A new report on rental affordability in Australia’s eastern states has revealed Byron Bay is ahead of Sydney and Melbourne on the list of problem areas.
The New South Wales tourist town was rated least affordable when the average rents were measured against the median weekly incomes of renting households.
It found the average rent in Byron Bay was $590 per week – 48 per cent of the average household income for renters of $1218.
The study by Compass Housing – a non-government, not-for-profit social housing group – revealed the town trumped Sydney, where rents were more expensive but incomes were also higher.
The report found a typical renter in Byron would need a pay rise of almost $750 a week to avoid rental stress.
“That means your typical rental household would need a 61 per cent pay rise, basically, to avoid housing stress on a median-priced dwelling,” Compass spokesman Martin Kennedy said.
I don’t know if anyone you know has got a 61 per cent pay rise lately; I certainly don’t.”
The report found six of the seven least affordable areas in regional NSW were on the north coast.
Others affected were Ballina, Grafton, Tweed, Coffs Harbour and Port Macquarie.
Financial counsellor Simone Hickey said rental affordability had hit a crisis point on the Northern Rivers.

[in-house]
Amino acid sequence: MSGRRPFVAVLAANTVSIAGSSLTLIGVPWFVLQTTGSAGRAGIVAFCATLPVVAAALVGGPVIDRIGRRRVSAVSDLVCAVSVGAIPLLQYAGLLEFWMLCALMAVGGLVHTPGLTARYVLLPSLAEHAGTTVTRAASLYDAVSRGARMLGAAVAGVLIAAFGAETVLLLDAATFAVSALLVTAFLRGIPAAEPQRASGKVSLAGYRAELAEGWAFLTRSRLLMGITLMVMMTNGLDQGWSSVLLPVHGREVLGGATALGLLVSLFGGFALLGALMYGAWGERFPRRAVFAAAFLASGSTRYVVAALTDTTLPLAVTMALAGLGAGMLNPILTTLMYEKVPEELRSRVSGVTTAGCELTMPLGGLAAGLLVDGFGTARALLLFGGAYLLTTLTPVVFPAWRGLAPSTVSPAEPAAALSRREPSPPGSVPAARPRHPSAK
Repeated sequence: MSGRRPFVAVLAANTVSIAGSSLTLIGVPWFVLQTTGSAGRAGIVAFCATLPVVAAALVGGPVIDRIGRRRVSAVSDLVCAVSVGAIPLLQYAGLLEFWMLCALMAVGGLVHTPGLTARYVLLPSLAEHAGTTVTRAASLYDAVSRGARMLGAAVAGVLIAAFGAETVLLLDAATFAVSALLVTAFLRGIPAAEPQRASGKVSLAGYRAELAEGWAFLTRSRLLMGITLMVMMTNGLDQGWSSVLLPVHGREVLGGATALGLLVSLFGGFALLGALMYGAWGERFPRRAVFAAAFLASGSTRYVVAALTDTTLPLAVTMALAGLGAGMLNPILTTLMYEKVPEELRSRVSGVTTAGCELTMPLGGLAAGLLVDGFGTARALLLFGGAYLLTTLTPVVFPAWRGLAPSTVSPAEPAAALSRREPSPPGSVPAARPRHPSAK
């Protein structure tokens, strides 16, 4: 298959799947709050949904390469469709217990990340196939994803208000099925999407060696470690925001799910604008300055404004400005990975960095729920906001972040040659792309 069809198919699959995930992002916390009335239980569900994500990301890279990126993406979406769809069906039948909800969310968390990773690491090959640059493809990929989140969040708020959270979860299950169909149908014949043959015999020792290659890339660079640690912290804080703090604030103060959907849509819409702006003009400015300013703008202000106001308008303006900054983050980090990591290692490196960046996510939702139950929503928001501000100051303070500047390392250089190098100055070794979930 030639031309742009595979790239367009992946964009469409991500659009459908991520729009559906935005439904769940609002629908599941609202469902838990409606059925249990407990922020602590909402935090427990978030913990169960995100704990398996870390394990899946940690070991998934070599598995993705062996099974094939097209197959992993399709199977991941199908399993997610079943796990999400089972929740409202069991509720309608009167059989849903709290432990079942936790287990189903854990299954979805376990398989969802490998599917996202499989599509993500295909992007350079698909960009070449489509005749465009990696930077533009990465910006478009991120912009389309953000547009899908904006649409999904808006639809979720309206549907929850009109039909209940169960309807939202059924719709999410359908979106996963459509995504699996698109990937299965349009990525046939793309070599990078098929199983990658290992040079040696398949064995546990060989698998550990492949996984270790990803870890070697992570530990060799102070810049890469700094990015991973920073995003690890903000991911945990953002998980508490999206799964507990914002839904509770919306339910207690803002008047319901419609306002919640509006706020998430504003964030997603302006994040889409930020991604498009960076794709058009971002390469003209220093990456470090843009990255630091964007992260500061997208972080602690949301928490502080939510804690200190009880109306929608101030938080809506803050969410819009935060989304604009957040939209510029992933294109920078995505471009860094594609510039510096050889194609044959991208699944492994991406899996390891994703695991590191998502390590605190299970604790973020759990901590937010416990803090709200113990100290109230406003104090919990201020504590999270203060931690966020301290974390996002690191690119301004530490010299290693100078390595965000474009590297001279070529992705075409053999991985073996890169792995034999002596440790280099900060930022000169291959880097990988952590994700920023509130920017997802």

“We’ve got low-income earners, these are families who cannot miss a rental payment or a mortgage repayment, so they go without basic necessities,” she said.
Vacancies also a problem
There is another problem compounding affordability in the state’s north.
The latest data from the Real Estate Institute of New South Wales (REINSW) revealed rental vacancy rates in the Northern Rivers were the state’s lowest, at 1.3 per cent of properties.
Greater Sydney was at 2.8 per cent.
While short-term holiday letting was likely to be a contributing factor to rental stress in Byron Bay, Mr Kennedy said it was not the sole cause.
“It’s possible that there’s an impact resulting from short-stay accommodation through the various online sites to allow you to rent your property out to people who are staying for a short time as opposed to those who are renting long term,” he said.
“But realistically, it’s remarkable to see that the impact is being felt just as much, if not more, in the regions than it is in some of the most expensive suburbs in the country.”
‘It’s very difficult’
Byron Shire Citizen of the Year Gregg Miller knows firsthand the toll of the rental crisis in Byron Bay.
After 17 years living in the Byron suburb of Suffolk Park, the 57-year-old was told he needed to find a new place to live.
Mr Miller said he searched for four months and went to countless inspections where up to 60 people would arrive for a single viewing.
“It’s been very difficult,” he said.
“At the same time that I was actually given my notice, three other elderly residents in my same area, within walking distance of my home, were all given notice as well.”
Eventually, Mr Miller said he found a place to live in Pottsville, about 50 kilometres north of Byron Bay, but the move meant saying goodbye to long-standing friends, neighbours and community groups.